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Making crime pay is the main job of mystery writers. Not only do they craft stories of mystery, intrigue and escalating suspense, they get paid for doing so. Sometimes, though, the biggest mystery seems to be figuring out how much they get paid. The answer to that question can be as complex as a Sherlock Holmes novella.
How Mystery Novelists Get Paid
Mystery novelists do not get a paycheck for writing books; they do most of their work before ever receiving a dime. Upon completing a book, a mystery writer will send query letters to publishers and agents to drum up interest in their work. If the author already has an agent, then the agent will try to find an interested publisher. Once a publisher agrees to publish and market the book, it will work out terms with the author, and if needed the book agent. Book contracts usually fall into two categories, one that gives a lump sum to the author or one that gives a percentage of the proceeds to the author. First-time authors typically pick the lump sum because this gives them an immediate payoff, albeit small. Payments can start at $3,000. If the book sells and becomes a hit, the author may be entitled to more if there is a second printing of the book. For percentage payments, the author gets a percentage after printing, marketing and distribution costs are taken out.
Average Income for a Mystery Writer
According to U.S. Bureau of Labor Statistics, writers brought home an average of $55,420 in 2010. In the same year, the lowest paid writer earned less than $28,610 and the highest over $109,440. While their figures do not identify what genre these writers are in, a recent "Forbes" article identified the top selling authors, and it looks as if crime does pay. At the very top of the list was James Patterson, who writes crime mysteries. He has made over $70 million, which is not typical at all, but shows that mysteries can pay off. Other top mystery writers making the list were Dean Koontz, Janet Evanovich and Ken Follett. These writers make a portion of their money by selling the rights from their books to movie studios.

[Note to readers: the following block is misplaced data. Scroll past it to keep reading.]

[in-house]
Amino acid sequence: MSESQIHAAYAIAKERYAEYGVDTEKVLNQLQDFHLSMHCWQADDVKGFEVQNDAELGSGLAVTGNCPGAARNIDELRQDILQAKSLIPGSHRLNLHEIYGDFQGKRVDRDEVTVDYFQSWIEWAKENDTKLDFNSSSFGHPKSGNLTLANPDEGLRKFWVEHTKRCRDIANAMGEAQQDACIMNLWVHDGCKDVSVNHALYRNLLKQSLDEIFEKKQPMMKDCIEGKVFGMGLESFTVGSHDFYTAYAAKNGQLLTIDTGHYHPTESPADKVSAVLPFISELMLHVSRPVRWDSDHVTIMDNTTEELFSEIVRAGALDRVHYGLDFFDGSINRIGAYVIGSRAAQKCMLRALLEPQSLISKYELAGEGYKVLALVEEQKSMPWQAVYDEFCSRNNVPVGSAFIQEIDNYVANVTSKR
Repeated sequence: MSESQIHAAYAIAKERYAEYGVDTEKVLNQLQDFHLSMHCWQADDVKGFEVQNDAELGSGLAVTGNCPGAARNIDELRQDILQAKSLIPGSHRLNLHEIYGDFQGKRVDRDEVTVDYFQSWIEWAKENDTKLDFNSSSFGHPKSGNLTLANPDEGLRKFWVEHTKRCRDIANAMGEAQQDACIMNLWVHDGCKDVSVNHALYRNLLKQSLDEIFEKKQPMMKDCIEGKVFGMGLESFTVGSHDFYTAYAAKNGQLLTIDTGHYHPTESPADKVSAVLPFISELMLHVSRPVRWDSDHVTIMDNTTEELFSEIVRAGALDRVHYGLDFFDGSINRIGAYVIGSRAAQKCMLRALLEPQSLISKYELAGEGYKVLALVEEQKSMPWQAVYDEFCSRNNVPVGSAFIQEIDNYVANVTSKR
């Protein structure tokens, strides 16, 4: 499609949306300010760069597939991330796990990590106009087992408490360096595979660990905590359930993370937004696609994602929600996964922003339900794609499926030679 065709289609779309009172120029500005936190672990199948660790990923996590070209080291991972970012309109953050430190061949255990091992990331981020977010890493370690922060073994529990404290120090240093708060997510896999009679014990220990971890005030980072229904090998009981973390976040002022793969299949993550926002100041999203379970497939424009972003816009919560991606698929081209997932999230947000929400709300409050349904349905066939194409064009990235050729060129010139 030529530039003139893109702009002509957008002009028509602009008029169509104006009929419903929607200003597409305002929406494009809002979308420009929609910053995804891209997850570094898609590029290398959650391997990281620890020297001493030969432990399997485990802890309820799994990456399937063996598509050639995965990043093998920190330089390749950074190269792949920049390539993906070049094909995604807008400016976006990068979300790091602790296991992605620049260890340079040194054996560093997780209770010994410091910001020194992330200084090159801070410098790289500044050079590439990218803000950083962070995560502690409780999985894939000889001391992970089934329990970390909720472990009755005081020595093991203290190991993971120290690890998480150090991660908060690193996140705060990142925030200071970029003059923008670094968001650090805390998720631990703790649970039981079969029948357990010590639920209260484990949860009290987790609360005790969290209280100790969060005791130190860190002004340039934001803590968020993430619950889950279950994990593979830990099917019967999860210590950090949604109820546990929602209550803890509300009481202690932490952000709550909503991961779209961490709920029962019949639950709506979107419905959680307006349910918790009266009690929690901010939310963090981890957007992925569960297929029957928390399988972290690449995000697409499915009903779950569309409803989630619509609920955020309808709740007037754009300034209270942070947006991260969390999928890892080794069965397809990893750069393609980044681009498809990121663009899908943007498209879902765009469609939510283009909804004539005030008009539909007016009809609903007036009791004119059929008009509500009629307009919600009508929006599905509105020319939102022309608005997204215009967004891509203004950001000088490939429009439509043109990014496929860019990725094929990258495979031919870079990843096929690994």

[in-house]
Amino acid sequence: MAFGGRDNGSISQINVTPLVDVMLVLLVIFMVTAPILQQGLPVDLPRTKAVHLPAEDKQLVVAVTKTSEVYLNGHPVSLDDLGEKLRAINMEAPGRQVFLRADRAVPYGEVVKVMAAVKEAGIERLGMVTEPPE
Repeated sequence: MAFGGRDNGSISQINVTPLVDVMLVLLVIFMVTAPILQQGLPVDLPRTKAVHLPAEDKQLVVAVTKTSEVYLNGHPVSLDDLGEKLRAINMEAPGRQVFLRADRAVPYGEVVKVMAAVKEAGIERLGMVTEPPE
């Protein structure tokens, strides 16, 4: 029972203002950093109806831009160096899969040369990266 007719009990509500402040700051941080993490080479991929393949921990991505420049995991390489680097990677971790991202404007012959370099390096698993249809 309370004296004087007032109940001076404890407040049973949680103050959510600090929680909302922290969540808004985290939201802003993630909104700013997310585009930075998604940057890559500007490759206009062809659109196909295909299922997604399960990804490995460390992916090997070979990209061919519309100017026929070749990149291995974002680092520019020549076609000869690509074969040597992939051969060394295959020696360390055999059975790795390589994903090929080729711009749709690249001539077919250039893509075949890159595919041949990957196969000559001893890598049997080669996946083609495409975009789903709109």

Self-publishing is changing the writing world, perhaps for the better. No longer do writers need to schlep their novels from publishing house to publishing house in the hopes of finding a deal. With nothing more than a laptop, Internet connection and some publishing software, they can create an e-book in the comfort of home. After creating the e-book, writers can choose to sell the books on self-created blogs or Internet powerhouses such as Amazon or Barnes & Noble. Selling an e-book directly to the public puts more money in the writer’s pocket. Amazon and other retailers do collect fees for featuring a book, e-delivery and e-publishing when required. Self-published books are usually priced less than traditional books because the printing and material fees are not part of the price. Amazon promises authors a 70 percent royalty rate, which does not include the cost of e-delivery. E-delivery runs around 15 cents per megabyte. Megabytes denote the size of the book when downloaded. The author’s income depends on the book’s pricing and book sales. A book priced at $9.99 that sells 1,000 units a month could possibly net the author $6,993 after Amazon’s fees are paid.
Additional Information for Aspiring Writers
If mystery writing is your chosen profession, becoming a member of the Mystery Writers of America organization can help you in your writing career. The website features articles and services geared directly to the mystery novelist. You may also want to find a good agent. Although you can find a publisher on your own, some publishing houses will only talk to agents. Having an agent can give you more time to write, which will ultimately make you more money. Book agents work on commission and receive a percentage of book royalties. As with publishing houses, writers also sign contracts with agents that detail how much they will be paid from book profits. Joining a writing organization gives you access to potential agents who may be interested in your work.
Adele Burney started her writing career in 2009 when she was a featured writer in "Membership Matters," the magazine for Junior League. She is a finance manager who brings more than 10 years of accounting and finance experience to her online articles. Burney has a degree in organizational communications and a Master of Business Administration from Rollins College.